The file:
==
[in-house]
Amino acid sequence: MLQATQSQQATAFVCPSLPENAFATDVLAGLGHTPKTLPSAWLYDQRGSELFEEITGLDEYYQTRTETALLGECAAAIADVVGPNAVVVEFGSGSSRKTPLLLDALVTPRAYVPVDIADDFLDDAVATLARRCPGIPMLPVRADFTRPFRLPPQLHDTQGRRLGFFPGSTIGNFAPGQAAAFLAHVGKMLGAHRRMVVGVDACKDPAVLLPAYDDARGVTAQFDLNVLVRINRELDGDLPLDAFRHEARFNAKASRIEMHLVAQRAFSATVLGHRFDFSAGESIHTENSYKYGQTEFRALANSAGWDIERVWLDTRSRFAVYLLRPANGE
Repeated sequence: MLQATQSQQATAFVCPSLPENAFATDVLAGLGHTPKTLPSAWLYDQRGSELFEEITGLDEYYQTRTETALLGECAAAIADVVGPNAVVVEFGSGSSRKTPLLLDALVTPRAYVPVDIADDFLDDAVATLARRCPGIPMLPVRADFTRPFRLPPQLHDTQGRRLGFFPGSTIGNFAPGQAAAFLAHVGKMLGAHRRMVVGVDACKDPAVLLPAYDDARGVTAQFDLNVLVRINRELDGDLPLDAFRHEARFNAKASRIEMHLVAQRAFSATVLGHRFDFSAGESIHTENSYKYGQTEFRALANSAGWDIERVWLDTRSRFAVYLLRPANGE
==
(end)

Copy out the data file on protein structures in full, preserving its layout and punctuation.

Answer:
[in-house]
Amino acid sequence: MLQATQSQQATAFVCPSLPENAFATDVLAGLGHTPKTLPSAWLYDQRGSELFEEITGLDEYYQTRTETALLGECAAAIADVVGPNAVVVEFGSGSSRKTPLLLDALVTPRAYVPVDIADDFLDDAVATLARRCPGIPMLPVRADFTRPFRLPPQLHDTQGRRLGFFPGSTIGNFAPGQAAAFLAHVGKMLGAHRRMVVGVDACKDPAVLLPAYDDARGVTAQFDLNVLVRINRELDGDLPLDAFRHEARFNAKASRIEMHLVAQRAFSATVLGHRFDFSAGESIHTENSYKYGQTEFRALANSAGWDIERVWLDTRSRFAVYLLRPANGE
Repeated sequence: MLQATQSQQATAFVCPSLPENAFATDVLAGLGHTPKTLPSAWLYDQRGSELFEEITGLDEYYQTRTETALLGECAAAIADVVGPNAVVVEFGSGSSRKTPLLLDALVTPRAYVPVDIADDFLDDAVATLARRCPGIPMLPVRADFTRPFRLPPQLHDTQGRRLGFFPGSTIGNFAPGQAAAFLAHVGKMLGAHRRMVVGVDACKDPAVLLPAYDDARGVTAQFDLNVLVRINRELDGDLPLDAFRHEARFNAKASRIEMHLVAQRAFSATVLGHRFDFSAGESIHTENSYKYGQTEFRALANSAGWDIERVWLDTRSRFAVYLLRPANGE